Personal Finance and the Education system:
Why is personal finance not taught in the education system and public schools? More and more people are struggling to understand simple personal finance topics, and this is a symptom of our education system failing to meet the needs of the people. The Great Recession was a outcome of many people not understanding basic concepts (as well as mania in the housing market).
If everyone was required to take a personal finance class in high school which included basic budget, finances, understanding debt and credit cards, savings, investing, buying a home, etc. this country might be better off. Even if 20% of the material covered was absorbed by students, it would be worth the investment.
More and more people around my age, I speak with are so uncomfortable discussing money, savings, investing it is sometimes embarrassing. Sometimes these are even well educated people, but the system hasn’t provided them with the skills to understand basic concepts and they haven’t made it their mission to research these topics.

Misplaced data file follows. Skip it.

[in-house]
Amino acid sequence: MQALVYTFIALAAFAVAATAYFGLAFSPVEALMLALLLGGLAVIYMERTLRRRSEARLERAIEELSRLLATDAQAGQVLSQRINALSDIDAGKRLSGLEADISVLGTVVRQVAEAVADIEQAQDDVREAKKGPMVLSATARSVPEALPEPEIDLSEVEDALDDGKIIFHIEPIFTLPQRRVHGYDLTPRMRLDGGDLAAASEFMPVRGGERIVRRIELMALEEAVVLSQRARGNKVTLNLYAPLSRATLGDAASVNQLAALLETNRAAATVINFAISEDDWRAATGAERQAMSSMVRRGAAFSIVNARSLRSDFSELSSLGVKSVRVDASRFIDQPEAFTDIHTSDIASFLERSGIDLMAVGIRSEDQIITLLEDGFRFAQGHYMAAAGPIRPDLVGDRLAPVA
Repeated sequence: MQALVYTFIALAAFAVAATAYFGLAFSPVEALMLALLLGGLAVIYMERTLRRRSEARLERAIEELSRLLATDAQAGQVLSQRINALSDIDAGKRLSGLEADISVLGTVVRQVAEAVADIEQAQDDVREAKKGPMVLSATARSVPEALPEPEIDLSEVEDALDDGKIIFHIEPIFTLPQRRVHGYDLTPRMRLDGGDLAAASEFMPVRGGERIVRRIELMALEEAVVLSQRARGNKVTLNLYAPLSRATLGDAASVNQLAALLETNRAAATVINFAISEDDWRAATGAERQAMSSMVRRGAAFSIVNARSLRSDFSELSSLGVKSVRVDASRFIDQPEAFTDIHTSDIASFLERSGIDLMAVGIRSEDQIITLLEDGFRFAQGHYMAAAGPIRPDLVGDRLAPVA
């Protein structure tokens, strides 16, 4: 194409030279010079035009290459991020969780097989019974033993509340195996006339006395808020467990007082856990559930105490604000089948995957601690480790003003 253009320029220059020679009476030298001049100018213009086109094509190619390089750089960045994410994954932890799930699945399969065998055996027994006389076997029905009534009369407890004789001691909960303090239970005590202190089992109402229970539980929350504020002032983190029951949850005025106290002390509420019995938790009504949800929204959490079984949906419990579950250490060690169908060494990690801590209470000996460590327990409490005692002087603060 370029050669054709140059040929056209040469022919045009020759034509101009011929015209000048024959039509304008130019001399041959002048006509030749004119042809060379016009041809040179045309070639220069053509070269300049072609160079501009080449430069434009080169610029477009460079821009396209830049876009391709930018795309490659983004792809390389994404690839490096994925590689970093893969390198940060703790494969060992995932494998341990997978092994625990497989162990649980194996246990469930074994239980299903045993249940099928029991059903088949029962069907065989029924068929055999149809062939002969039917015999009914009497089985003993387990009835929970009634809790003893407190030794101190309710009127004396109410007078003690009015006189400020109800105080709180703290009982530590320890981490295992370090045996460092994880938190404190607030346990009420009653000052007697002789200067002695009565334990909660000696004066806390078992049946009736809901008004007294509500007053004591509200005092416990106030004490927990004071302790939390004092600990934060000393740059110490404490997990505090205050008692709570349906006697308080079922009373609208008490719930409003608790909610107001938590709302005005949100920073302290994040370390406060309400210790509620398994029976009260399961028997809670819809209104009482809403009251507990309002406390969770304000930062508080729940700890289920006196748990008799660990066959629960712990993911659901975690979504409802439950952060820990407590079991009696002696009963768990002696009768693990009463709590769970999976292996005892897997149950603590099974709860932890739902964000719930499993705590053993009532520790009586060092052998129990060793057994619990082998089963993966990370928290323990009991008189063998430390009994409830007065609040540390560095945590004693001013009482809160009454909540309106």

In today’s shared economy and rental society, it is important for the next generation to understand the value of assets, how to value them, the benefits of ownership vs. sharing, and how to avoid destructive leverage and/or debt.
For those of you who like to learn at the “School of Hard Knocks”, I can tell you from listening to friends with personal experience, the excessive credit card debt in early twenties is a lesson that is quite expensive if not learned quickly. It will also have long term effects on things like net worth, credit score, etc.
Maybe there is a reason the system is designed to keep people with low competence when it comes to personal finance. But for those of you who are yearning to learn more, I will offer a list of personal finance books to follow.